The recent awakening concerning our society and its environmental impacts has highlighted many items we produce. Plastics have always been at the forefront of this debate, especially how the raw materials for their production are obtained. Mining worldwide has long been a subject of controversy, mainly due to its environmental impact, but also because of human rights issues.
Disruptions to the supply chain across the world is old news. What is current and unwelcome news are all the price hikes, shortages, delays, and many other dilemmas caused by this global disruption. Installing fiber Internet infrastructure is not immune to the wave of supply chain disruptions. The supply chain issues seem to be impacting fiber installations at a higher proportion.
As the pandemic seems to be loosening its grip on society, we have witnessed a migration of tech and businesses to different areas of the country. We don’t believe legacy tech hubs will go away, but the investment is spreading to new tech hubs that include Austin, Atlanta, Raleigh, Nashville, Miami, and Denver.
But with rapid growth comes its own problems. Aside from infrastructure, residential inventory, and cost of living increases, many businesses need to consider technical needs and requirements.
Searching for an Internet connection? Many traditional Internet providers will entice businesses with a low monthly cost for a fiber connection, but what is often overlooked is the potential buildout cost for fiber. Below is an example of what you can expect with a fiber build vs. a dedicated fixed wireless connection.
Although modern businesses require high-speed Internet, the costs of building fiber Internet can be higher than anticipated. Things are never as they seem — especially when you don’t read the fine print. There are many unanticipated costs to building fiber Internet connections, and you can believe these costs will be passed on to you.
Speed. Mention internet connections and speed is the first, usually the only, thing a customer asks about. And, in today’s digital climate, fiber is the de facto medium for fast internet speeds. A fiber optic internet connection is the ultimate in speed and reliability for today’s enterprise environment.
For all businesses, Internet access is crucial. It can, however, be difficult to decide on the form of Internet access that is best for your company. While some businesses often default to fiber, fixed wireless is an option that should be more closely considered.
Point-to-Point Microwave a Match for Fiber in Latency
One of fiber's great strengths is its low latency, but as it turns out, fixed wireless is a match for fiber in transmission latency thanks to a simple concept: the shortest distance between two points is a straight line.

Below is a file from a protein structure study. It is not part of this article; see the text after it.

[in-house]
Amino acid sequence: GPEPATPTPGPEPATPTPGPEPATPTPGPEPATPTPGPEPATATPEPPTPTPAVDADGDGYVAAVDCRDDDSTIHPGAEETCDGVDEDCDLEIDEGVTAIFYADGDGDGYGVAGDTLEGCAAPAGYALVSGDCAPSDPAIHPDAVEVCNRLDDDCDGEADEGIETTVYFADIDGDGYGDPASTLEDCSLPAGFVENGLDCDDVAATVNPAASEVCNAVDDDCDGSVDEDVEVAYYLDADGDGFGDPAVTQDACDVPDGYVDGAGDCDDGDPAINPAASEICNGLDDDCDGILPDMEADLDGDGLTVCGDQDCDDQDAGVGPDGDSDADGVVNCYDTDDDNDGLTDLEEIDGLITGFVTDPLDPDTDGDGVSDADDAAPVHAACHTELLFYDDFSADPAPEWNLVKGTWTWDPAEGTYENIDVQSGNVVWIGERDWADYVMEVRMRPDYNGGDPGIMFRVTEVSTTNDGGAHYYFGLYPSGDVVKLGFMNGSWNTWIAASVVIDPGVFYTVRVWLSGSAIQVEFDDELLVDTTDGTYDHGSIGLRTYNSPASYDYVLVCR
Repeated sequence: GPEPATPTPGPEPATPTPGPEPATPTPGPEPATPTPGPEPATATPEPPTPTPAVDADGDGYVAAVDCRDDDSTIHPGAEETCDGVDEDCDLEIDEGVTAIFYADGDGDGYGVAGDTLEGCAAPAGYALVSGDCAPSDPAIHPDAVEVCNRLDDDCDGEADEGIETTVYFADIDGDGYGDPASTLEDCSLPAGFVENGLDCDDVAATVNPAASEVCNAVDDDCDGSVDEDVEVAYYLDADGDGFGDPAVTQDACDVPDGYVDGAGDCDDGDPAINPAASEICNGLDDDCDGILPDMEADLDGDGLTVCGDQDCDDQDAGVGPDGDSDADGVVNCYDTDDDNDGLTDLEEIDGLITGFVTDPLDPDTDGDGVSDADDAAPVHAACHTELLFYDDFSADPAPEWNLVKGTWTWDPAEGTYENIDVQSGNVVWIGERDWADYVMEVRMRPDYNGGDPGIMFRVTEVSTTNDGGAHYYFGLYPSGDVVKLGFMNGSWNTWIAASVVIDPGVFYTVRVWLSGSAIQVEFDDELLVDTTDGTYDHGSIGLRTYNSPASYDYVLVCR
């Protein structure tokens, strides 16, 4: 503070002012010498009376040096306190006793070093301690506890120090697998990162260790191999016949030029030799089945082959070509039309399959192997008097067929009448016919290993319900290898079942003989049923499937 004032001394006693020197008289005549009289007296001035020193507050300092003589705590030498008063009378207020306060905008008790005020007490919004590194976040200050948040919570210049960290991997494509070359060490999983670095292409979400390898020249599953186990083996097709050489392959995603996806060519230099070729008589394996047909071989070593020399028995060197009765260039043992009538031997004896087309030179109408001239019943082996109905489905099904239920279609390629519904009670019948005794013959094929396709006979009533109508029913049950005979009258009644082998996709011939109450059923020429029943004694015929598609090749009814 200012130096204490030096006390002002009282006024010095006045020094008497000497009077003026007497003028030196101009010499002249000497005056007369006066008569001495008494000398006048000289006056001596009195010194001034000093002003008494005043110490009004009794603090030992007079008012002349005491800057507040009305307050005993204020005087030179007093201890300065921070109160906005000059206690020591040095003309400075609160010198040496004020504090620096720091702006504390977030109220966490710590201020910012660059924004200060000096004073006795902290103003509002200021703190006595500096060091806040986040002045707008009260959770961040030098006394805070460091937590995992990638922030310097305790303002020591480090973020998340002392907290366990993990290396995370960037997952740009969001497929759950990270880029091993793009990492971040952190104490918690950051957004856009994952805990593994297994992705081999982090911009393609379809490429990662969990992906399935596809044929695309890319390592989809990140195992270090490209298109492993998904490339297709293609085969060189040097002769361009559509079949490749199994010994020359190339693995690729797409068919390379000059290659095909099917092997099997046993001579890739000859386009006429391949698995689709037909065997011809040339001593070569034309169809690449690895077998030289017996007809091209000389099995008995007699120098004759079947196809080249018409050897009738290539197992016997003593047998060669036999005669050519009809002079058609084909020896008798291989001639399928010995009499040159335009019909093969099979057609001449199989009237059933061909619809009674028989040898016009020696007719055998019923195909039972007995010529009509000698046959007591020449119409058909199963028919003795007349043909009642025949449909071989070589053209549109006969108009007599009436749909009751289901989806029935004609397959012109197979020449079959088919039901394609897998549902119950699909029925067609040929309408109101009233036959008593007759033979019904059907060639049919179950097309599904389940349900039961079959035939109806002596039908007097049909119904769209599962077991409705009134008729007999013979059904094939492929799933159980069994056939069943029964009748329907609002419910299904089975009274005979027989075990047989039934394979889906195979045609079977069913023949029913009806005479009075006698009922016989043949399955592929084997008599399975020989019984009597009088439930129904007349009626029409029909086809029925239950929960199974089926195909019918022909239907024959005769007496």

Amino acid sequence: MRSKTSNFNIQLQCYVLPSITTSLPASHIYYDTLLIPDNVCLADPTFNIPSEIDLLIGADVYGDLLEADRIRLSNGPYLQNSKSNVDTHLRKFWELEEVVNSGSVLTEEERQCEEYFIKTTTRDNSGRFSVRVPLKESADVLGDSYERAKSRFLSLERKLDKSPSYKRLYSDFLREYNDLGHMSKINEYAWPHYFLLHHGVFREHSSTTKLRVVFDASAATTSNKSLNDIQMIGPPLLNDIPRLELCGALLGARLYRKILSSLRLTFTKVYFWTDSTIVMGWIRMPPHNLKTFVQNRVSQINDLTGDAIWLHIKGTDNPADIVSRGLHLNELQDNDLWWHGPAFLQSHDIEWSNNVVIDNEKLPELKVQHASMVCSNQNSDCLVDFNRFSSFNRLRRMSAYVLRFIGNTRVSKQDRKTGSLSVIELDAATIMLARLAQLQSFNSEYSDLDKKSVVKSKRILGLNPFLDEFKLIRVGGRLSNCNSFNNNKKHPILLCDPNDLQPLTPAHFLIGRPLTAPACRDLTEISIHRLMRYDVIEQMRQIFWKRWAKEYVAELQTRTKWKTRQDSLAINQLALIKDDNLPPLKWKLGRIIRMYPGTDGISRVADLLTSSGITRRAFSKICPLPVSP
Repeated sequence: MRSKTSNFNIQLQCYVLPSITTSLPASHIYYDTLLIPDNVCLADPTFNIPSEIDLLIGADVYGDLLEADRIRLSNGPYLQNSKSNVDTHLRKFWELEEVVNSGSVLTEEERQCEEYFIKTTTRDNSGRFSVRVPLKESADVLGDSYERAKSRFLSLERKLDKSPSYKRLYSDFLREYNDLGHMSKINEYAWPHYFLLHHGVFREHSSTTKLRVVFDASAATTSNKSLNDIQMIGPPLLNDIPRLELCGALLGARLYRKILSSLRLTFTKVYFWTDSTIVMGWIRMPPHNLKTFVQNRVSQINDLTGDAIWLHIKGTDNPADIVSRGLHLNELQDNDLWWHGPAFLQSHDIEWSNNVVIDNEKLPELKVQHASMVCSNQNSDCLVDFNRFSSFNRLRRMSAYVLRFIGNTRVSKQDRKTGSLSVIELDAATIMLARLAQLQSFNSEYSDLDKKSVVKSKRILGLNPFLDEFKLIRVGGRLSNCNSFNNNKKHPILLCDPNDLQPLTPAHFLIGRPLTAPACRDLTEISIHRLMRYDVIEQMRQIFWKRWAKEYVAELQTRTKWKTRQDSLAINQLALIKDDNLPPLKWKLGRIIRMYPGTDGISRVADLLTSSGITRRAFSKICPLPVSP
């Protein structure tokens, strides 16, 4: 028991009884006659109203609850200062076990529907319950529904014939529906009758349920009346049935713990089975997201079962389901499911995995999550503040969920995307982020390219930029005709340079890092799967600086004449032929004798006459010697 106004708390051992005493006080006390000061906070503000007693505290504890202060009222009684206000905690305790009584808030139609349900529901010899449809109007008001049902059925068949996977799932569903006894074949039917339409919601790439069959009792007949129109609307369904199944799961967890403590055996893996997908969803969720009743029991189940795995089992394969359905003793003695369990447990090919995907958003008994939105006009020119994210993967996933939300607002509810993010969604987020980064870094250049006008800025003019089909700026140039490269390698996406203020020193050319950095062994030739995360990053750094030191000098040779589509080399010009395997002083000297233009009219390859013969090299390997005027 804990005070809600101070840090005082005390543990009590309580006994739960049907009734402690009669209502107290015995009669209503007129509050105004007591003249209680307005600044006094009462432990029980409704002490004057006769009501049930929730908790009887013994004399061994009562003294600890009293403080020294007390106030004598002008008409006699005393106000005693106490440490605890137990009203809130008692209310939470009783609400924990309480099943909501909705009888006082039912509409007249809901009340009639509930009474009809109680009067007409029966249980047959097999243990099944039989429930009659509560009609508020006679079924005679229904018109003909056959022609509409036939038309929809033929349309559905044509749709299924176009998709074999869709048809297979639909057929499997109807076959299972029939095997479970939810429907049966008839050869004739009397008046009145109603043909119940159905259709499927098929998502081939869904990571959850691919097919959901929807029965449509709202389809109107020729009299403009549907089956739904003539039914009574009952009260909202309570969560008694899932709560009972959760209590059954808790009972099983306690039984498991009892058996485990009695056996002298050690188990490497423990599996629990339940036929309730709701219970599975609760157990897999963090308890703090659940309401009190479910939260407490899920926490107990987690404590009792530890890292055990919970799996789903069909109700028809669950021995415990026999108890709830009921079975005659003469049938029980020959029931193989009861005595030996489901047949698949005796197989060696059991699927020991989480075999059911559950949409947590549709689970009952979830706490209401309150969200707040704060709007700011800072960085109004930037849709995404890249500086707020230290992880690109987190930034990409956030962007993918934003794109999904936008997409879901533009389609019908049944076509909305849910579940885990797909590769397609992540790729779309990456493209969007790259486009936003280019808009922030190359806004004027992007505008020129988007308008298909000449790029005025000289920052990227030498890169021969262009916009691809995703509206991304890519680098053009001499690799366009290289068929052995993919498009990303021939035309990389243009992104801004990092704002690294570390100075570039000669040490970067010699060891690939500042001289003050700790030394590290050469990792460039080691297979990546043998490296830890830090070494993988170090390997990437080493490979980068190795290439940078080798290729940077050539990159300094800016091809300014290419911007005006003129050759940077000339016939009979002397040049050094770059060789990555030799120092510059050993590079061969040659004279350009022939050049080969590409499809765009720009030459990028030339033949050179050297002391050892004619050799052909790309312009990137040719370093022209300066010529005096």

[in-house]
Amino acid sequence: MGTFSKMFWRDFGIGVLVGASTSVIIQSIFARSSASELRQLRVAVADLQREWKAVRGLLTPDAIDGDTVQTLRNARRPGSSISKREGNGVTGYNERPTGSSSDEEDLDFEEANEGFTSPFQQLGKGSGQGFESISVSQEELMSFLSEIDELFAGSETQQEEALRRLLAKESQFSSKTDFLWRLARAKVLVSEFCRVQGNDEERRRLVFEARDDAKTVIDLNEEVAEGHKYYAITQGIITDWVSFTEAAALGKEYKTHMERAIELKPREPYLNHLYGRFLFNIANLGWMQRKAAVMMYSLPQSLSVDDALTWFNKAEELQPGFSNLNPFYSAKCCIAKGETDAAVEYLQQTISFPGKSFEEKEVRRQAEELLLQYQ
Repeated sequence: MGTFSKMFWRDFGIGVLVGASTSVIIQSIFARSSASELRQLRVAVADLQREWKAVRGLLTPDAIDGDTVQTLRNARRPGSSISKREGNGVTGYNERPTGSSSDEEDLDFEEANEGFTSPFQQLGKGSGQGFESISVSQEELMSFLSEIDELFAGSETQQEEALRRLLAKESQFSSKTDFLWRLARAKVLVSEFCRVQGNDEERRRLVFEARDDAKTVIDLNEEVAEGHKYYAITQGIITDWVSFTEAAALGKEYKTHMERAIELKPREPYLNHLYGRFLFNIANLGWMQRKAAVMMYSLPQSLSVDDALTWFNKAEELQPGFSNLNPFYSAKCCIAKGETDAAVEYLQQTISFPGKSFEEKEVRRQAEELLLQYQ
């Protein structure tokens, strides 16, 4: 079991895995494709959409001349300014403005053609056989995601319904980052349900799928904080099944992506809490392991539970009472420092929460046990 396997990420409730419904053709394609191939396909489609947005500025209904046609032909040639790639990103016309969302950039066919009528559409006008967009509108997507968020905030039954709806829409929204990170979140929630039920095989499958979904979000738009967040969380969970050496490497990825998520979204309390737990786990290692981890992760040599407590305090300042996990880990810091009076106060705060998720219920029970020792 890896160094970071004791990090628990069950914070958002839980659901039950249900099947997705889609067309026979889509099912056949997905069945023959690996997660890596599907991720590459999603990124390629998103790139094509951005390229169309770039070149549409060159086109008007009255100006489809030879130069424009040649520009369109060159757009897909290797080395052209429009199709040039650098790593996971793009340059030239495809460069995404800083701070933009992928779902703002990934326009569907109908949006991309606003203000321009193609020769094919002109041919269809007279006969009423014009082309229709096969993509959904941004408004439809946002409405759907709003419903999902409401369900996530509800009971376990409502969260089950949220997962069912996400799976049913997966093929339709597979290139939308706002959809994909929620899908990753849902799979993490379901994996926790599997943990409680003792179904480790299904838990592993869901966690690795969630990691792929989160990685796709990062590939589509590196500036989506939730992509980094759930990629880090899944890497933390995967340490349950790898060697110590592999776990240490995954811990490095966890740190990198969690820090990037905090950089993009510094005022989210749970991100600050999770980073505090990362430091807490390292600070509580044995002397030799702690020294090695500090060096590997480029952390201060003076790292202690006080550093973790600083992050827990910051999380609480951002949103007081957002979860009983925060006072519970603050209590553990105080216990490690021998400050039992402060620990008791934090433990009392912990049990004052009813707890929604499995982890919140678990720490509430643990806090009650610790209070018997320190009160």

Since fiber is laid along the ground, it must go through the various twists and turns of connectivity. Point-to-point microwave on the other hand, is a straight shot between two points.
Fixed Wireless's Win in Efficiency
It might come as a bit of a shock, but there's a sufficient difference between the two that ZDNet wondered, not so long ago, if fiber's legacy would ultimately be as a woefully inefficient experiment in internet service provision gone wrong.
- Easier to install. Consider for a moment why Google Fiber isn't running a lot of installations any more. Google Fiber got out of fiber essentially because fiber costs too much to put in. Fixed wireless, meanwhile, is significantly less expensive.
- Faster to install. Here, easy equates to faster, as fixed wireless can be set up in days, depending on circumstances. A fiber project can take months start to finish due to the sheer amount of infrastructure involved.
- More dependable. Fiber depends on wires, and wires can be cut, broken, or otherwise fail due to weather or other conditions. Fixed wireless has no such weaknesses, and thus is generally more dependable, improving its efficiency.
Fixed Wireless's Win in Speed
If the last part came as a shock, this part certainly will. In some cases, fiber's speed advantages can actually be matched or even beaten by fixed wireless. While gigabit fiber is starting to come increasingly into play, many businesses are looking for connections between 20 and 500 Mbps.
Point-to-point microwave can readily match that, and in some cases, reach the gigabit range. Throw in the fact that electromagnetic waves transfer up to 50 percent faster in the air than in cables of any sort and fixed wireless actually gets an edge in speed.
How Do I Get Started With Fixed Wireless?
If all of these points have you considering fixed wireless, then a great place to start getting access to this technology is MHO Networks . MHO Networks offers fast installation, a guaranteed 10 business day delivery, and has the kind of experience you need to get the system installed correctly and rapidly.